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Canon Awards Environmental Grant

Media Release
21st November 2008

Canon Awards Environmental Grant To Benefit Native Wildlife

The New Zealand falcon, native frogs and humpback whales are all set to benefit thanks to Canon New Zealand’s Environmental Grants.

The University of Canterbury, Hamilton Zoo and the Department of Conservation will each receive $5,000 worth of specialised Canon equipment to enable them to further their work into wildlife health, research, diagnostic work and education.

Sara Kross, a University of Canterbury PhD student whose grant will be used in the Falcons for Grapes programme was thrilled to be awarded one of the grants. “The Canon equipment will enable us to carry out more in depth study and provides us with a greater degree of data.” says Sara.

The Falcons for Grapes programme relocates falcons (Karearea) from the wild to the Wairau Valley as a means of conserving the threatened species. It also aims to decrease wine grape losses to invasive pest bird species as the falcon is an effective native predator.

Funds from the Environmental Grant will be used for examining the effectiveness of the Falcons for Grapes scheme and whether it should be expanded to other areas.

Another recipient is Kara Goddard of Hamilton Zoo who works to conserve wildlife in its natural environment through animal husbandry, educational programmes and supporting appropriate scientific study whilst minimising the impact on the local environment.

Zoo staff have been studying the Hochstetter’s frog since 2006 to develop husbandry techniques to help conserve the amphibians in New Zealand. The ultimate aim is to develop techniques that will enable them to be bred in captivity with the hope of returning the offspring to the wild.

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The final recipient of this year’s Environmental Grants is the Department of Conservation for a project which aims to determine the level of recovery of humpback whales in New Zealand from commercial whaling after 45 years of protection.

Commercial whaling ceased in New Zealand in 1964 and today the country is both a migratory pathway and a breeding ground for whales.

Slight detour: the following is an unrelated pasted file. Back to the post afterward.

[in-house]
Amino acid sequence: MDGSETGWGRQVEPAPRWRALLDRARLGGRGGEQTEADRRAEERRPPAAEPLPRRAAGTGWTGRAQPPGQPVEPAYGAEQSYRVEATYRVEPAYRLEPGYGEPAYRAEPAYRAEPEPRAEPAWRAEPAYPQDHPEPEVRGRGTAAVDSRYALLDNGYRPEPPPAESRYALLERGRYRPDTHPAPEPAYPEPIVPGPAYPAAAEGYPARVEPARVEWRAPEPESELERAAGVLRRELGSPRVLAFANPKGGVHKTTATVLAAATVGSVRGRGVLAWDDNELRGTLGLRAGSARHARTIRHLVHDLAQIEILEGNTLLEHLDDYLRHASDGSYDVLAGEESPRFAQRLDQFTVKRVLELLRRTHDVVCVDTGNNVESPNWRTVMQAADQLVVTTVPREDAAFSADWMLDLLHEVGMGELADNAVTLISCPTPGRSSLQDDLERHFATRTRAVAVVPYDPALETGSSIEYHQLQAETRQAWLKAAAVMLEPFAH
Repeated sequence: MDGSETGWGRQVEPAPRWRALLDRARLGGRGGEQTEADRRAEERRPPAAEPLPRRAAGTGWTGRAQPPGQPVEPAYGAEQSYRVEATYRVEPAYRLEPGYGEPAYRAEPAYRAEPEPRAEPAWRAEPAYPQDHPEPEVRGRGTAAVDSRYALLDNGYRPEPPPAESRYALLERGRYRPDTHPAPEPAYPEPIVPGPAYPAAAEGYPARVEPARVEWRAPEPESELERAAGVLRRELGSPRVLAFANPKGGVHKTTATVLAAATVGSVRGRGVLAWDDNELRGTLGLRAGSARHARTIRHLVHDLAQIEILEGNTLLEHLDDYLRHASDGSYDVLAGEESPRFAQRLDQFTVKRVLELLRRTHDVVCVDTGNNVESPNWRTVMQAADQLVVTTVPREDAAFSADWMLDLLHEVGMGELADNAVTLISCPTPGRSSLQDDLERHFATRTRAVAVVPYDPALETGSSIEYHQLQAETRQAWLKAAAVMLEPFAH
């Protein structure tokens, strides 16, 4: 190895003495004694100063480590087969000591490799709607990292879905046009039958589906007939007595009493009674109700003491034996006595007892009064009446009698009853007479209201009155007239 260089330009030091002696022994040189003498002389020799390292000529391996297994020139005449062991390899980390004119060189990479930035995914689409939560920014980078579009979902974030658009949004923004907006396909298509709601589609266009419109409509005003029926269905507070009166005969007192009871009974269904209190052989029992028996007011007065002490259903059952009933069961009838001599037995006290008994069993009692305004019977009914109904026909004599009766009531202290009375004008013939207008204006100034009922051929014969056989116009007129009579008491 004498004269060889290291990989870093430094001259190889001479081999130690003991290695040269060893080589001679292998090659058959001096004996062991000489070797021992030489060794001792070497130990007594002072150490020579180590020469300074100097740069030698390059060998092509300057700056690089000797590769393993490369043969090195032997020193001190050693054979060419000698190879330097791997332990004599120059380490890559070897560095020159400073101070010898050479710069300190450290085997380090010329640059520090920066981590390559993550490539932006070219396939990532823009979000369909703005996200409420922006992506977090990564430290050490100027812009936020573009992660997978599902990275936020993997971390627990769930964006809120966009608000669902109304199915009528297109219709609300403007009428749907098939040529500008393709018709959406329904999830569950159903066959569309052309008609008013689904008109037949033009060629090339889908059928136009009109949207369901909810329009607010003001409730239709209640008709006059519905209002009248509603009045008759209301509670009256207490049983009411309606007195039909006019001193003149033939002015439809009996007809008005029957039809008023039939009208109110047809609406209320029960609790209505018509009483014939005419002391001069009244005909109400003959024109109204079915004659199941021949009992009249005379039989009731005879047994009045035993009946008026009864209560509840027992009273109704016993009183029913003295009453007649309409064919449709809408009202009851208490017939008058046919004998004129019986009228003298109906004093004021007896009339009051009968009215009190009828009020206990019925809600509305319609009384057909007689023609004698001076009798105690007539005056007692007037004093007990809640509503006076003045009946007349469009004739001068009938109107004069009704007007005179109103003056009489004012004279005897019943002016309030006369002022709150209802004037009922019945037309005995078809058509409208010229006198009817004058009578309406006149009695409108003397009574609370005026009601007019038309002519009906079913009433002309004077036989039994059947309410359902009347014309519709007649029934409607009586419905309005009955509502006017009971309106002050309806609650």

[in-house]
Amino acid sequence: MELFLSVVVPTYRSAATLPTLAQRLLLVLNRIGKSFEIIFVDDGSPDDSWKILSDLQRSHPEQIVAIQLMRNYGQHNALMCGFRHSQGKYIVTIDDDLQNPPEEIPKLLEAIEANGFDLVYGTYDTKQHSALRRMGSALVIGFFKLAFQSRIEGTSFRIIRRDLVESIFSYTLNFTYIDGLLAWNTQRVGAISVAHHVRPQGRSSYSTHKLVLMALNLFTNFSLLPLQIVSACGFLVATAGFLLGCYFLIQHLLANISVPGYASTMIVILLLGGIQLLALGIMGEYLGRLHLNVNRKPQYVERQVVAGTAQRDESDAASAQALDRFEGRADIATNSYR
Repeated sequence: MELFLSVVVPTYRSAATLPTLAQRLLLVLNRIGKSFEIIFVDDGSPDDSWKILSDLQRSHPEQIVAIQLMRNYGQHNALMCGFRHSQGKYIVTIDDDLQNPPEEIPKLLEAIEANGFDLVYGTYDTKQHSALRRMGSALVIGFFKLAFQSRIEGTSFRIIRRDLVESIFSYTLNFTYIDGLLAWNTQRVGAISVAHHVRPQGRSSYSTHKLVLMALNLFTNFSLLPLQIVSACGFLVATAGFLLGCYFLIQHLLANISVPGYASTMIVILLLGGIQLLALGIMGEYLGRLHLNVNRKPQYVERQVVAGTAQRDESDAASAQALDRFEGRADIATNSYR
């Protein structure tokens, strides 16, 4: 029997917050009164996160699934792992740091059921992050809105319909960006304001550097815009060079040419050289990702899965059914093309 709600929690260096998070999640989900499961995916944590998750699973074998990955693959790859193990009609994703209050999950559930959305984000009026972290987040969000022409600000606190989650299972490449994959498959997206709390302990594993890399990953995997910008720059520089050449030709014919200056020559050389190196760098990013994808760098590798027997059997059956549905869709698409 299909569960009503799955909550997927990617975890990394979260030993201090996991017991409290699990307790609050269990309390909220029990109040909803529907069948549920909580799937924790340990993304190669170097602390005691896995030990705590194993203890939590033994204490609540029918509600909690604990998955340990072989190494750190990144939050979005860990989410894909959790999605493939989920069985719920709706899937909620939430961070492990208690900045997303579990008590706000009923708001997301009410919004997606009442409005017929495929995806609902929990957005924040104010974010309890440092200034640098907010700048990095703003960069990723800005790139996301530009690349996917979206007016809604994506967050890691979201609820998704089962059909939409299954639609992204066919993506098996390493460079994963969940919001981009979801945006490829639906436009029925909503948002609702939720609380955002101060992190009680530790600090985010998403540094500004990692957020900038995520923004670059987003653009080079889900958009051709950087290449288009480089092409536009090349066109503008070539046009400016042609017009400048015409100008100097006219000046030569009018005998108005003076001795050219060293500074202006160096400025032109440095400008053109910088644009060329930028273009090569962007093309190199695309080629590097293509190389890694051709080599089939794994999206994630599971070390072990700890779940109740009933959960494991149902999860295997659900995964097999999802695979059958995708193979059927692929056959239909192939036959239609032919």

DOC’s study will be able to provide critical information for sustainable use and development of the marine ecosystem by documenting the migratory and small scale movement patterns of whales in the Cook Strait and assessing abundance in comparison to historic records.

The equipment selected by grant recipients includes: a HV30 High Definition Video Camera which Kara will use to record the frogs nocturnal habits. Nadine from DOC has combined the EOS 40D SLR camera with the EF 100-400mm Lens which will allow researchers to monitor animals without causing any interference. A pair of 15 x 50IS high powered binoculars with image stabilising technology was selected by Sara in order to monitor the falcons in flight.

The three projects were chosen from close to 40 other submissions put forward by individuals and organisations carrying out environmental work.

Craig Manson, managing director, Canon New Zealand said this is the first year grants have been awarded to more than one organisation and Canon was very impressed with the calibre of applications.

“We know especially in the current economic climate funds for environmental work can often be stretched. Canon recognises the importance of having quality equipment to record, document and process studies and research”. says Craig.

“A fundamental value Canon strives towards is environmental conservation and we hope the Canon Environmental Grant will help others to make a difference.”

In the spirit of kyosei – Canon’s corporate philosophy and a Japanese term that means living and working together for the common good - Canon stresses environmental protection both in its daily operations and through support activities.


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